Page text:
NEW YORK —
New York City and the State of New York are investing hundreds of millions of dollars to become a major player in the development of high tech industries. They have developed a concept called incubators - providing fully-equipped, subsidized workspaces for qualified start-up companies. There are approximately 40 incubator projects across New York State.
Harlem Biospace is the first city-backed incubator facility for biomedical engineering. It gives young entrepreneurs a relatively low-cost way to develop their ideas and businesses. A low monthly fee provides them with desk space and laboratory facilities. They pay for their own raw materials.
“This is great. The reason is because it is so cheap and it has the wet lab that we need. So, I order chemicals that I need, and I’m given the facilities here to do my experiments," said Tyler Poore.
Tyler Poore and his partner are developing a product that will kill bacteria forever. It can be applied to household items, like a sponge, or to anything that needs to be bacteria-free. His goal and that of the 17 others at Biospace is to find solutions to biomedical problems.
Edwin Vazquez is looking to unlock the mystery of diseases, such as Alzheimers and Parkinson’s. He says feedback from others in the building makes the work environment at Biospace a real plus.
“There’s nothing better than sitting down in a room like this when there is a lot more people around and got something that is exciting and go to the lunchroom and you start talking to your other colleagues. All of a sudden, somebody knows a researcher that is doing something similar to you who can complement your research, you get in contact and things happen," said Vasquez.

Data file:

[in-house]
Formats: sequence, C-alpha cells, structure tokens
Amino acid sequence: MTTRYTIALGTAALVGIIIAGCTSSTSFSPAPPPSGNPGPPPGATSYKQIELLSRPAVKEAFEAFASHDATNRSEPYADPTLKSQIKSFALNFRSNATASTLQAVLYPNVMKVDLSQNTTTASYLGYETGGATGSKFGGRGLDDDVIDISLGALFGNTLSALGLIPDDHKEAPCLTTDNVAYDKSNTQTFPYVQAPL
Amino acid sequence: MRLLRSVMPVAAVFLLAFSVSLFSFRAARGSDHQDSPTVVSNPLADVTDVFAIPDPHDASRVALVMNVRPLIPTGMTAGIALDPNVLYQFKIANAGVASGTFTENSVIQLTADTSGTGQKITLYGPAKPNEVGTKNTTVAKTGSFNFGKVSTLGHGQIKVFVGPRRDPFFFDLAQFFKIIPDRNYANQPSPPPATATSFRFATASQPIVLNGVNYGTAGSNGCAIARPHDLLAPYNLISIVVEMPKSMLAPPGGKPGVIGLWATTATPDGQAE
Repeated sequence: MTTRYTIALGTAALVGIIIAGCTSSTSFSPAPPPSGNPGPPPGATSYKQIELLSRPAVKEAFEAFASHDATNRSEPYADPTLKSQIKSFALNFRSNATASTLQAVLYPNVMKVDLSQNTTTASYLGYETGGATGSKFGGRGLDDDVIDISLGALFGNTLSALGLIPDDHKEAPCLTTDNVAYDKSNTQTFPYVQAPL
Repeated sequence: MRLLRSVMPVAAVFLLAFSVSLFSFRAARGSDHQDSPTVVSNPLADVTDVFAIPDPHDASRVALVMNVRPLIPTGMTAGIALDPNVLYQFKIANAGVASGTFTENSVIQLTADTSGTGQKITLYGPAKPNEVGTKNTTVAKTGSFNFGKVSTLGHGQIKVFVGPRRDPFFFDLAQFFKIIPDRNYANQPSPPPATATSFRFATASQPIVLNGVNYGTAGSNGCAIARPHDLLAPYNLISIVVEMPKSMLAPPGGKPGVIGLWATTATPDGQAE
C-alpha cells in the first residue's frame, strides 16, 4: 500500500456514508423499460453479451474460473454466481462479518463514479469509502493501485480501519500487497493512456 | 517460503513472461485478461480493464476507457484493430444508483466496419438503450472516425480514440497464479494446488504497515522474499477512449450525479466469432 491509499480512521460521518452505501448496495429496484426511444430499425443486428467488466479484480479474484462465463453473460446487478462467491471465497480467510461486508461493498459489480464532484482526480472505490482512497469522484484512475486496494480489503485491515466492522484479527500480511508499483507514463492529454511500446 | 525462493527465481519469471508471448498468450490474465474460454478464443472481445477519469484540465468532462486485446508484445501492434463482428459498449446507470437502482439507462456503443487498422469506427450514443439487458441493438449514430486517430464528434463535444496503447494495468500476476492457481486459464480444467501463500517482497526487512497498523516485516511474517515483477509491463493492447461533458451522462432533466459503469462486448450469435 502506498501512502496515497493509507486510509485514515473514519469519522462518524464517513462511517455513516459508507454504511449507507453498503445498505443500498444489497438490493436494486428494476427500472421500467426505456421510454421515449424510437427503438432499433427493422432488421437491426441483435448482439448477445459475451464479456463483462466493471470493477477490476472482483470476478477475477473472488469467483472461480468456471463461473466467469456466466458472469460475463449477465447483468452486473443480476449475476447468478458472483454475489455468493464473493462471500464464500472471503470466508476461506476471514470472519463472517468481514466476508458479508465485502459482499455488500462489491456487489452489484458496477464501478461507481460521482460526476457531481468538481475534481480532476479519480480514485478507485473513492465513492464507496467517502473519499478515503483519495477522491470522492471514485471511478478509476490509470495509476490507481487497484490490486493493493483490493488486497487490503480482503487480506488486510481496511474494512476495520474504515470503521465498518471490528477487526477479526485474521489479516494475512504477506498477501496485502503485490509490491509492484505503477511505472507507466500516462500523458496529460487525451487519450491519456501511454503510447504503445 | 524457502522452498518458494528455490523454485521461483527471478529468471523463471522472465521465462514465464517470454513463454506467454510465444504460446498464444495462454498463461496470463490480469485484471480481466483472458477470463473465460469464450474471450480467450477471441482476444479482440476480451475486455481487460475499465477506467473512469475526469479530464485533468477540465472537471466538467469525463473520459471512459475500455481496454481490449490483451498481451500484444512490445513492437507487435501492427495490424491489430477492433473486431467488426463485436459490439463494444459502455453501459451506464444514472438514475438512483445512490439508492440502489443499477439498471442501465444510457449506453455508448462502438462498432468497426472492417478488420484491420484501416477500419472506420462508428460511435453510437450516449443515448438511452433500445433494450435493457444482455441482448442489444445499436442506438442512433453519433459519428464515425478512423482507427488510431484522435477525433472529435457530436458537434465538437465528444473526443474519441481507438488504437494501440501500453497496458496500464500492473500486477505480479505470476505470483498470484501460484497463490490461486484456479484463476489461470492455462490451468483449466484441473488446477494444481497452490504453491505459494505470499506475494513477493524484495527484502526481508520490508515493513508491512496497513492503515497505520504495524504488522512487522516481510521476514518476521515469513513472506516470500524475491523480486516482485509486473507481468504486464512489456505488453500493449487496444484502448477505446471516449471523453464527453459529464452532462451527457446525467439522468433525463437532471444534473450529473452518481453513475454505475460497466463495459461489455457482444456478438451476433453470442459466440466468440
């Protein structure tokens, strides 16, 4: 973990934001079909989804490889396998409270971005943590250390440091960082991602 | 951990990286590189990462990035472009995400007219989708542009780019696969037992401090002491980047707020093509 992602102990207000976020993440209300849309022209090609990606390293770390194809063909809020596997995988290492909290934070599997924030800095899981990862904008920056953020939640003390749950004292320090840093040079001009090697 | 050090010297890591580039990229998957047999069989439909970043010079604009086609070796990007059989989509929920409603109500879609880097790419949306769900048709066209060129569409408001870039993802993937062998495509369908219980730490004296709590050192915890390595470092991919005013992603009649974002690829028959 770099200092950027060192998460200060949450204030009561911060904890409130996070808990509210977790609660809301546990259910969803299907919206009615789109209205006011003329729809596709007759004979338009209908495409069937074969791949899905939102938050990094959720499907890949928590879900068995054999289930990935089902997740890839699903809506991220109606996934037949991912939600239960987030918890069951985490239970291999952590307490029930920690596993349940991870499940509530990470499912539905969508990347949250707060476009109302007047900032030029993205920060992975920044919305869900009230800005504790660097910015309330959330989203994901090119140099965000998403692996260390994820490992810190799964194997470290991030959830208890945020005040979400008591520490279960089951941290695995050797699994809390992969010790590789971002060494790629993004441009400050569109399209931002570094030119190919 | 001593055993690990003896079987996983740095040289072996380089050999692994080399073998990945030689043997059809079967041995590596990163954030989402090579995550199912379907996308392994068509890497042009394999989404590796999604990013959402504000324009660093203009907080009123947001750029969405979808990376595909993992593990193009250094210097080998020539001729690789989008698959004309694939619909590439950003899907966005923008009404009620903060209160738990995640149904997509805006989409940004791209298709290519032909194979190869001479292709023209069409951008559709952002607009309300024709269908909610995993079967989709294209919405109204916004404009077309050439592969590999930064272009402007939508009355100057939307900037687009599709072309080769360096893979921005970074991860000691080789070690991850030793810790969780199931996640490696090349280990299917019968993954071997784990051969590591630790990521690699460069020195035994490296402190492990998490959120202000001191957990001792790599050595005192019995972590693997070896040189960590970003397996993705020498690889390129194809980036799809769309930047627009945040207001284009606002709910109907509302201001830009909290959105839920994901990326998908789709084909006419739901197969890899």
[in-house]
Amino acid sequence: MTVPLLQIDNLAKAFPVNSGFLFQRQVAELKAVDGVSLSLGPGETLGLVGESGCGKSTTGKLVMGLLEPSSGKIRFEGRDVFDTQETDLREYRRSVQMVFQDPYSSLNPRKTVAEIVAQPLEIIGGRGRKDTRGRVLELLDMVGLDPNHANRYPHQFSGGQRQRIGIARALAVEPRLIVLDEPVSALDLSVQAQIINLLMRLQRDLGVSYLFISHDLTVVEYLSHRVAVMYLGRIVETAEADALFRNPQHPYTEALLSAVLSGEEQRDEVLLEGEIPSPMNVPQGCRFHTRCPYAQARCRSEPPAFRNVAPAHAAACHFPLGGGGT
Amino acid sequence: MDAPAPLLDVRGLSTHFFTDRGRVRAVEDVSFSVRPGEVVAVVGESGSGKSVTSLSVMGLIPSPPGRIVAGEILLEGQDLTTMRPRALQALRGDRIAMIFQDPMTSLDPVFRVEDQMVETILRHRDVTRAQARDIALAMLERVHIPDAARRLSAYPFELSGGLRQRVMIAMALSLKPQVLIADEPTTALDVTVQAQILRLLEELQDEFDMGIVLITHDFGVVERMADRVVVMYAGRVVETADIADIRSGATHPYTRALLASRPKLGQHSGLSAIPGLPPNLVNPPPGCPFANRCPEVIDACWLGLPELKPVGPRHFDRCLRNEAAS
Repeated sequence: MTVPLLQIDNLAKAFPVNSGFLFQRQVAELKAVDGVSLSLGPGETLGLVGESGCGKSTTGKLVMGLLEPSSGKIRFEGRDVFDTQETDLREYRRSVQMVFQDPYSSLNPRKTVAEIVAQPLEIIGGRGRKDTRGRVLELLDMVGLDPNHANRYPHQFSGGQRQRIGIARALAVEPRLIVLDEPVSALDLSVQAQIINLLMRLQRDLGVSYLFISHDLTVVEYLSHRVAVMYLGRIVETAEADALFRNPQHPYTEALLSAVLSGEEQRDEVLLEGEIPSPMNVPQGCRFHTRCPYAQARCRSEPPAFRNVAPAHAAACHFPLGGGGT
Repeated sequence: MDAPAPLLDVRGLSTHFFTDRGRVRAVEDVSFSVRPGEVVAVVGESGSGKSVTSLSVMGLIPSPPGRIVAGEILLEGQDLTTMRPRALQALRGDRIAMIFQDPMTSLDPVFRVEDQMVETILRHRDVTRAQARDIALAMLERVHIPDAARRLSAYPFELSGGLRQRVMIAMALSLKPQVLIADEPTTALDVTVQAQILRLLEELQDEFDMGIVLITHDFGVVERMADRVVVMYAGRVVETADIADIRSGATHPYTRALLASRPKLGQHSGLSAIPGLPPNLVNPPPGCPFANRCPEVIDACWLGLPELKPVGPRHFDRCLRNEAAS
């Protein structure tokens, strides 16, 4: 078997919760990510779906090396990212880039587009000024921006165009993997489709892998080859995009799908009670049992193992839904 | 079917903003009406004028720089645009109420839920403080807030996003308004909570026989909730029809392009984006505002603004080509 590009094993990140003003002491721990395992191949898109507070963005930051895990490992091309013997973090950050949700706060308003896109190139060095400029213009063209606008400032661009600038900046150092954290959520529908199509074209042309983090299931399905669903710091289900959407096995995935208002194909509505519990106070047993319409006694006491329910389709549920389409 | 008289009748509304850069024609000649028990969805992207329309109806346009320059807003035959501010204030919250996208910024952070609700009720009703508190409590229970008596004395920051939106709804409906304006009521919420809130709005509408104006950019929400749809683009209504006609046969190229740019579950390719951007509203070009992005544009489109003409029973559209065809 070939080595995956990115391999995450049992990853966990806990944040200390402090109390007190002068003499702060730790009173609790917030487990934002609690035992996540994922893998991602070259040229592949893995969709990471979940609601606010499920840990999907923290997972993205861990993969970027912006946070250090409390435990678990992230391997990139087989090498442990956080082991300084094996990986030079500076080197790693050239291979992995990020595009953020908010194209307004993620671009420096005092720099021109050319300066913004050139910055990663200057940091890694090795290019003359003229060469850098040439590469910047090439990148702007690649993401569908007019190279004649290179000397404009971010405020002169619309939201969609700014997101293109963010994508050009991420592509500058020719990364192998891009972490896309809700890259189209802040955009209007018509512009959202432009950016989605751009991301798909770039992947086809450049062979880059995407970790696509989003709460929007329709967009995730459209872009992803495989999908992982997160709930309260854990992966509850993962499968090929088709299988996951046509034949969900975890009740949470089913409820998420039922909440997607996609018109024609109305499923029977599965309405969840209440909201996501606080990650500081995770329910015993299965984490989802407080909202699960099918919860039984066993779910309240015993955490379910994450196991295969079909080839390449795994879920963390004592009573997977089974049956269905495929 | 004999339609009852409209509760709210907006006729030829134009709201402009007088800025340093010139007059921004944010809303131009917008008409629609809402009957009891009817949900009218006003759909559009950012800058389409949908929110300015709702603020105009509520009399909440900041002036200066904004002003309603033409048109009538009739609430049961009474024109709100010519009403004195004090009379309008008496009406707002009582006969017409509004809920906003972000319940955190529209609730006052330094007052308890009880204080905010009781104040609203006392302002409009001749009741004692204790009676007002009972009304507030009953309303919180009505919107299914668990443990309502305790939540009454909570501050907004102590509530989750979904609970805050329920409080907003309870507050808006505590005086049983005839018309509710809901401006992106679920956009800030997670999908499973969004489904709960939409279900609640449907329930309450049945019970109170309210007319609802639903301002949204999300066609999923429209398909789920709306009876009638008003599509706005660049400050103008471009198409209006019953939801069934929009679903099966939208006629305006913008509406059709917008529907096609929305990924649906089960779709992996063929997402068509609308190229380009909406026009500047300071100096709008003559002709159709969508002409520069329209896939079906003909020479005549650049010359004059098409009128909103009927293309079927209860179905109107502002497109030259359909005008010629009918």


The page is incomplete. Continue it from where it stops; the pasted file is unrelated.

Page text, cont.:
Leading hospitals and science centers are supporting innovators like Kate Rochlin, founder of a company called Immunovent. She has developed a new allergy diagnostic which uses a brush applied to the nose or mouth instead of a needle.
“it’s actually as accurate, or even more accurate, than skin or blood testing, and from one single sample from the nose or mouth we can test for a whole panel of 72 allergens," said Rochlin.
“We found that the blood test only identified peanut allergies 50 percent of the time, and [we] could find it 99 percent of the time. So, we are far more accurate with peanut diagnosis. That’s really important because that one in particular is really life-threatening," she said.
Six hundred thousand dollars from the city of New York got this project underway. According to Biospace Executive Director Matthew Owens, there have been real signs of success since last November’s start.
“We do have companies that are already shipping, getting revenue and getting products out to customers. So, I think it’s a testament that it’s absolutely a success," said Owens.
The primary goal of an incubator is to develop a business that can operate independently and become financially viable. The Harlem Biospace incubator with its cutting edge research is offering that opportunity.
VOA's Daniela Schrier contributed to this story.